[This story is part two of a series of stories which chronicle the evolution of college football’s postseason. This series originally appeared in the Official Game Program for the 2014 Allstate Sugar Bowl.]

Part 1: The Bowls: A Historical Perspective
Part 2: The Father of the BCS
Part 3: Looking Back at the BCS
Part 4: The College Football Playoff and the Allstate Sugar Bowl

The Father of the BCSRoy Kramer laughs when he thinks how his simple intention to create a process to choose the nation’s two best college football teams to play in a national championship game turned into a media monster known as the BCS.

ESPN has a weekly show analyzing the “BCS” standings.  The phase “BCS Busters” was created about teams from non-major conferences trying to crash their way into one of the BCS bowls.  Books were even written using the term “BCS.”

“I wish I’d known it would take on the life it did,” Kramer says, “because we should have copyrighted the phrase `BCS’ and held on to the title.  As years passed, it got used it every kind of situation you can think of good and bad.”

Kramer’s baby turns Sweet 16 this year, but it’s about to become a man.

Late on the night of Jan. 6, when the final snap is taken in the BCS championship game in Pasadena, Calif., the BCS will morph into the College Football Playoff.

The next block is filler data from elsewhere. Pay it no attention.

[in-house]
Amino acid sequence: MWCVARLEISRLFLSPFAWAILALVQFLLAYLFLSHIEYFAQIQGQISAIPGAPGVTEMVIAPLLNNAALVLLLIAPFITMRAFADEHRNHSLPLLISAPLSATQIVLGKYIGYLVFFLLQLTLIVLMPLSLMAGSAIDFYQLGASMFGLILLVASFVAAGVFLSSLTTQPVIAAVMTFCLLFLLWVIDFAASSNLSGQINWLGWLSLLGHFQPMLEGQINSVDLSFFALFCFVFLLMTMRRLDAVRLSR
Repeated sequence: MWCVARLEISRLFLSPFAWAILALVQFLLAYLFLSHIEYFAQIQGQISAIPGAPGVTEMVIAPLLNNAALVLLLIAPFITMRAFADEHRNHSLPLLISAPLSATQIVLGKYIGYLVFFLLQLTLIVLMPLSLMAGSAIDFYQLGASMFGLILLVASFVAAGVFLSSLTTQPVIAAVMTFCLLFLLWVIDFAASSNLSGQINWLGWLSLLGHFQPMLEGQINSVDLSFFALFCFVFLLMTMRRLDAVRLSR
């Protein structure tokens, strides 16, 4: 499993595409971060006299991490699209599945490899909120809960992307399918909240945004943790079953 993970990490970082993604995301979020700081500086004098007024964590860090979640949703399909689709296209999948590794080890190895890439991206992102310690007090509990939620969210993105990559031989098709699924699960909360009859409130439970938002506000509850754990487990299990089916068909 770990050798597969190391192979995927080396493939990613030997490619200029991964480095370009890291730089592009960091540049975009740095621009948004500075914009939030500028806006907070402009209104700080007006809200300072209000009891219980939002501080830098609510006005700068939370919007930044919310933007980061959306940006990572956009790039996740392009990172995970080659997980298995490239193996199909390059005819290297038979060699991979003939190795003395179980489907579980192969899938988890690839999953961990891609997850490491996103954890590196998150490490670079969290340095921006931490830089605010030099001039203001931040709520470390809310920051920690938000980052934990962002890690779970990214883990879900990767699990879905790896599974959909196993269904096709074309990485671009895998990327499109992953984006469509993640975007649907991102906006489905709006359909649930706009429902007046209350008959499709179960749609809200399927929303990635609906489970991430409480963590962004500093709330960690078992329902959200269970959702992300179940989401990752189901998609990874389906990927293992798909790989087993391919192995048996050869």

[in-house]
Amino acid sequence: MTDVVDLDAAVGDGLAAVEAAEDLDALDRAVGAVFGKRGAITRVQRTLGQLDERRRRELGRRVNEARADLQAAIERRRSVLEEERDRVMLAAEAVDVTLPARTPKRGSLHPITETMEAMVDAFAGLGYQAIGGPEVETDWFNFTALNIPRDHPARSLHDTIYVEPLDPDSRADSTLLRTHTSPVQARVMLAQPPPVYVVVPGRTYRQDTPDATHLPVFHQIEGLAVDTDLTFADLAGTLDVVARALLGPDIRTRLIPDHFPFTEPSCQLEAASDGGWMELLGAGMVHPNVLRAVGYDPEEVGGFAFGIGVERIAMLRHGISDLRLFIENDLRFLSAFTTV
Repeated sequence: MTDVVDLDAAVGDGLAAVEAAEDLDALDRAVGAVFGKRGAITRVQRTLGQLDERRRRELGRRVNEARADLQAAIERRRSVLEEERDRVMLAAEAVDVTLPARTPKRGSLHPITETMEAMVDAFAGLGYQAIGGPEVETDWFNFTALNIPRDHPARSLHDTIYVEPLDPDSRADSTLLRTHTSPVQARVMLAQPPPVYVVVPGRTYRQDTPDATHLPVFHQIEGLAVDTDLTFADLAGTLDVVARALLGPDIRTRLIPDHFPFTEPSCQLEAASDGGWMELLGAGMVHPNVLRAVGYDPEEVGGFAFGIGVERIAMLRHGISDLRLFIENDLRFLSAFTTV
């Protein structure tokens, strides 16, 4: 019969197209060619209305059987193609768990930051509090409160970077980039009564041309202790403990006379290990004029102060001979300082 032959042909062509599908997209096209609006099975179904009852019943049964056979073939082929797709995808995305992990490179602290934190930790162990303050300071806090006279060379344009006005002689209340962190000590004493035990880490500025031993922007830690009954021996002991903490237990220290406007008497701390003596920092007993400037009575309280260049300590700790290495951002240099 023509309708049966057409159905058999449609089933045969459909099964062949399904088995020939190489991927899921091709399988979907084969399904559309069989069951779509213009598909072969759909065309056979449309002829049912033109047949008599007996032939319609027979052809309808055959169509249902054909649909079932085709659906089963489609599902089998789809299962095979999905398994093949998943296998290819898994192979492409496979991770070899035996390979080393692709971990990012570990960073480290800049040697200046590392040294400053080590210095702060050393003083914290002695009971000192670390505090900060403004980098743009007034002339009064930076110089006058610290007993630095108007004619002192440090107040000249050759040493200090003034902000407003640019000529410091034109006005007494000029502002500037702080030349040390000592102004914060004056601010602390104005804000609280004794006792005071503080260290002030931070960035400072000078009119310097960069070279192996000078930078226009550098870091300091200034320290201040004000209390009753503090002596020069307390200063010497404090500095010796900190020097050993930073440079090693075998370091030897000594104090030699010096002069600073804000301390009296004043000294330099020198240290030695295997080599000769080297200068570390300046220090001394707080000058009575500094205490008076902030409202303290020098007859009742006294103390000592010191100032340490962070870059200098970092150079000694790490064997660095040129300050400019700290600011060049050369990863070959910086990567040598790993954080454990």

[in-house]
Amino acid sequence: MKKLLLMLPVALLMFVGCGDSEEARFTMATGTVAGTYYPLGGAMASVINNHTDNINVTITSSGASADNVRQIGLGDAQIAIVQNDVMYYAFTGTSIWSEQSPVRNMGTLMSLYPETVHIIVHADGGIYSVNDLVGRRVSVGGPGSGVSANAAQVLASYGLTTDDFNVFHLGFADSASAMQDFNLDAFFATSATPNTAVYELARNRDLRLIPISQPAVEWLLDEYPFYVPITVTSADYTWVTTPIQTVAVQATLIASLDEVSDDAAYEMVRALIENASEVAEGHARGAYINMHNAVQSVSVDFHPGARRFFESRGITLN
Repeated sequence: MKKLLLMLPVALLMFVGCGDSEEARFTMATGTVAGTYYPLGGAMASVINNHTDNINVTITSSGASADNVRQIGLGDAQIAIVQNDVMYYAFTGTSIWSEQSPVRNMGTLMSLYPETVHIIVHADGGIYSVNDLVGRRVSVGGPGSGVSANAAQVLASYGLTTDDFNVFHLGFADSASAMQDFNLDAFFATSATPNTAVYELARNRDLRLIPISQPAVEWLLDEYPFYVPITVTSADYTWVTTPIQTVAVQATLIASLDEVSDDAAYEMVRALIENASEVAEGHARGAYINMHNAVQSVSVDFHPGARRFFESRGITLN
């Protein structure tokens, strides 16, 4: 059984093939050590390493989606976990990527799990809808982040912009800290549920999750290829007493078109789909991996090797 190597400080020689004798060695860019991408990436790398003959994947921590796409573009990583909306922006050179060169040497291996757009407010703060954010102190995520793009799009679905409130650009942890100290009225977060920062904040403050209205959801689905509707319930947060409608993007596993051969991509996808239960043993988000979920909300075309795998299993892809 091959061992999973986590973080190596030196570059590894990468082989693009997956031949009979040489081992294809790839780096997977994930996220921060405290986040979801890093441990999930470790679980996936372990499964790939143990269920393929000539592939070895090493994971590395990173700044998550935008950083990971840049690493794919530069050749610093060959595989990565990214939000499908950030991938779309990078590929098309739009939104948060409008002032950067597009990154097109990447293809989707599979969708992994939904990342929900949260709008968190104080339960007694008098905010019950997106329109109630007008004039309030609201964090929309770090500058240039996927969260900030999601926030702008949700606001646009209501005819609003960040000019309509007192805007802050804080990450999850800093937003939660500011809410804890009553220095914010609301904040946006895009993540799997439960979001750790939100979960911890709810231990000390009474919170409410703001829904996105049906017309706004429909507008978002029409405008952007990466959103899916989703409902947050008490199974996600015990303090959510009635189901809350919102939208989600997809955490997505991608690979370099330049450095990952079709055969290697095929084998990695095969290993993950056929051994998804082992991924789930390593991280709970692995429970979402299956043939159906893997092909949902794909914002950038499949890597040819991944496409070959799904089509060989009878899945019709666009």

Instead of having a combination of polls and computer ratings determine college football’s top two teams for the annual national championship game, a 13-member selection committee will select and seed the top four teams that will meet in the semifinals and then in the national championship game.

Kramer, Mike Slive’s predecessor as Southeastern Conference commissioner, never believed the BCS would last forever.

“I knew there would be changes and change is good,” he says.  “Will the playoff work? It may result in less controversy, or it may be more difficult to decide between the third, fourth and fifth best teams than it is the first two teams. It’s a step in a different direction and we’ll see how it works.”

It’s hard to imagine the playoff drawing more public attention and opinion than the BCS did from day one in 1998 when Tennessee beat Florida State in the first BCS title game.

Anytime there was a hint of controversy at the end of the season when the top two teams weren’t clear-cut, Kramer got sautéed in every court of public opinion known to mankind.

But it never bothered him.  He always understood it was part of the deal to help grow the sport he dearly loved.

Kramer’s first job in 1954 was as a $3,600-per-year assistant football coach at Battle Creek Central (Mich.) High after getting degrees from Maryville (Tenn.) College and the University of Michigan.  In nine years at four Michigan high schools as a head coach, he won state championships in three different classes.

He was named head coach at Division II Central Michigan in 1967 and went 83-32-2 in 11 years.  After his 1974 team went 12-1 and won the national championship, he was named national Coach of the Year.

And he cashed in on his success.  Well, sort of.